CoRIPS research funding

The College of Radiographers Industrial Partnership Scheme offers research funding for radiographers researching any aspect of the science and practice of their profession. Bids may be made up to £5000 for small projects and up to £10,000 for one larger project, although bids for funding exceeding these amounts are considered. The scheme is part of the SCoRs commitment to the implementation of its new research strategy which aims to increase the amount of research being undertaken by the profession.

A selection of the projects funded through the College of Radiographers' Industry Partnership Scheme are detailed below. For more information, visit the Society of Radiographers' website.

Research funded through the CoRIPS

Establishing a standard for radiographer commenting in the A&E environment in the UK

Beverly Snaith and Maryann Hardy - CoR Research Award 001 £5000

Aims:
To establish the baseline of current radiographer image interpretation practice in the UK, encompassing the continuum from red dot to definitive reporting. This will include recommendations on initial and ongoing education and training, implementation guidance and quality assurance
mechanisms.

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Role extension and work-based training, a match made in heaven?

Angela Eddy - CoR Research Award 002 £2,760.77

Aims:
To examine postgraduate radiotherapy student’s experiences of undertaking work based learning modules to support role extension and development.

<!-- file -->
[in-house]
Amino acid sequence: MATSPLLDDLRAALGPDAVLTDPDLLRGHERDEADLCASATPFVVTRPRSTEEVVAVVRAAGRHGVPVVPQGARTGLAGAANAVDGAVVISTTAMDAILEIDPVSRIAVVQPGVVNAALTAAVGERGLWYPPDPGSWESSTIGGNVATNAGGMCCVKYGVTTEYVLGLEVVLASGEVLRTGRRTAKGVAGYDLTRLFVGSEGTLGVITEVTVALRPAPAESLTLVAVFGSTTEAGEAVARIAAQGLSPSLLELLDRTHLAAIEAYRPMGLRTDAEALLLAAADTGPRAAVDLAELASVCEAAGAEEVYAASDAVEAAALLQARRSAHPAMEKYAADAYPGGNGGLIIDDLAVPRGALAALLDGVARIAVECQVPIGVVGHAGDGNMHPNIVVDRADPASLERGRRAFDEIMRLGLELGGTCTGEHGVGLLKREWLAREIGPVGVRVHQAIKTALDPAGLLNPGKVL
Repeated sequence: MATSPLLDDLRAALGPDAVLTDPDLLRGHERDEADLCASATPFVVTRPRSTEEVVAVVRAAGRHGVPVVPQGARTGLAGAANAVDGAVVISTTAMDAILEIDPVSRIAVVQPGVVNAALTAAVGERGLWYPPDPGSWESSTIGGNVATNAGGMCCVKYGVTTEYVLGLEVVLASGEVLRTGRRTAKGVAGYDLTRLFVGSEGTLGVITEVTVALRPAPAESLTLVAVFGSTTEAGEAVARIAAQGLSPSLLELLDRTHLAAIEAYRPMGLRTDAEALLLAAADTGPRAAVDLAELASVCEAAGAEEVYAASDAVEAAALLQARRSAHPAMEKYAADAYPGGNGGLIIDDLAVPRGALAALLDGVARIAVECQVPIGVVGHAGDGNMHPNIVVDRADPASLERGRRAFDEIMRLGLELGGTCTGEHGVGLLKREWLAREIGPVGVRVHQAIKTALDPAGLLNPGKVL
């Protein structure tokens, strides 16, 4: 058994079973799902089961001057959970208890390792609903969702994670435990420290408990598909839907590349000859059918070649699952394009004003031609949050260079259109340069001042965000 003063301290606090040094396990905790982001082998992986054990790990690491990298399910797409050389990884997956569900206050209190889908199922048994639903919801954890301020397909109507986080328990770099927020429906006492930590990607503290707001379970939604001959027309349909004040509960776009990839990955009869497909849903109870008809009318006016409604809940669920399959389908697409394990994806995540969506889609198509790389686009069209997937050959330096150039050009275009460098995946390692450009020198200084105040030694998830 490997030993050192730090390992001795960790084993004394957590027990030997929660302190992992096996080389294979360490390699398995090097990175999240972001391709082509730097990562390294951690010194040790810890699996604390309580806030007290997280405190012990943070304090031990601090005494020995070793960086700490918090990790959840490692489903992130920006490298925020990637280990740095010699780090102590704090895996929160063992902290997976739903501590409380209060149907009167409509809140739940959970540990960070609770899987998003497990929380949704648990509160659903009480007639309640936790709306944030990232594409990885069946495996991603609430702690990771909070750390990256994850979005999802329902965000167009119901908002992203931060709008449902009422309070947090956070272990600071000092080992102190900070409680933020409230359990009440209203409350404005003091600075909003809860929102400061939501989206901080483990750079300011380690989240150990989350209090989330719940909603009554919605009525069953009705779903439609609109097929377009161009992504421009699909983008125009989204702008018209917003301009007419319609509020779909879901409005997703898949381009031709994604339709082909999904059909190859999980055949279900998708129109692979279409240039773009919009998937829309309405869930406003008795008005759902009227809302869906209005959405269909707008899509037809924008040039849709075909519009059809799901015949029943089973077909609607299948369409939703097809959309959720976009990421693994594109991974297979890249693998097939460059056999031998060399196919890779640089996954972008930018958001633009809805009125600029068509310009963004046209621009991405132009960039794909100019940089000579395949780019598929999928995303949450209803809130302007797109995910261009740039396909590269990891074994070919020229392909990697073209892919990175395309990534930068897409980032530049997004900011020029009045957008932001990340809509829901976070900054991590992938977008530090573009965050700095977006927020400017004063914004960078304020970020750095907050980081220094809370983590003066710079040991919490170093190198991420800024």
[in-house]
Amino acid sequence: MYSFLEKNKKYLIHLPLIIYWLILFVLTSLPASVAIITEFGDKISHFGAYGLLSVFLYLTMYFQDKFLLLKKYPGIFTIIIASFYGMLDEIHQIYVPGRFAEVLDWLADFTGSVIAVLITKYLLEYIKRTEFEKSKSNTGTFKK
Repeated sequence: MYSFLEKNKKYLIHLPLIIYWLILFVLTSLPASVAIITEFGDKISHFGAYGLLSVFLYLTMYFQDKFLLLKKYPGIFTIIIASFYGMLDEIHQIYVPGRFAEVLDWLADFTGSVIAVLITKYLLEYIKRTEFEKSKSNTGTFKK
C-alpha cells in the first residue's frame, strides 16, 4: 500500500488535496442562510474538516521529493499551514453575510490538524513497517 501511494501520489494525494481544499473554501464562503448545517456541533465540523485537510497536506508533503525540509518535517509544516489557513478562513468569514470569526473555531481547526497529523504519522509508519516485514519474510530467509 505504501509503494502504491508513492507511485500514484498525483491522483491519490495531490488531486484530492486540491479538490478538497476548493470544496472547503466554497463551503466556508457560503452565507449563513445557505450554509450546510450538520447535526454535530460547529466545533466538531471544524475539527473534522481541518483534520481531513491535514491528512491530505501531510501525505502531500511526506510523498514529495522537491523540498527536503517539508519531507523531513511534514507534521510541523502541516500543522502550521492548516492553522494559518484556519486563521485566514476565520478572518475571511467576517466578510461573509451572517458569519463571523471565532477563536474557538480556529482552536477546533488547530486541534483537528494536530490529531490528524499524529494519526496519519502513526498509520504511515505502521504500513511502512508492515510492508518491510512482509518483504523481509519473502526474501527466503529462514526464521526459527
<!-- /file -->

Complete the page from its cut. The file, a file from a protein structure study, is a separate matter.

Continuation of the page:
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X-Raying children: Identifying differences in practices between adult departments and dedicated children's hospitals in Scotland

Sandra Mathers - CoR Research Award 003 £5,000

Aims:
To compare and contrast the provision for children having x-ray examinations in adult and children’s hospitals.

To enhance the provision for children within adult x-ray departments.

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Improving student radiographers’ anatomical knowledge using immersive visualization technology

Robert Appleyard - CoR Research Award 005 £5,000

Aims:
Investigate the potential of an immersive visualisation environment (IVE) for enhancing preregistration
radiography students’ understanding of brain anatomy.

Design effective learning environments employing immersive visualisation technology.

Create a new model for LTA strategies in relation to developing spatial cognition of anatomy for radiography programmes.

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Acute fatigue in a breast radiotherapy cohort and its relationship to irradiated volumes, body mass index and biological factors: towards a predictive model

Nicholas Courtier - CoR Research Award 006 £5548.00

Aims: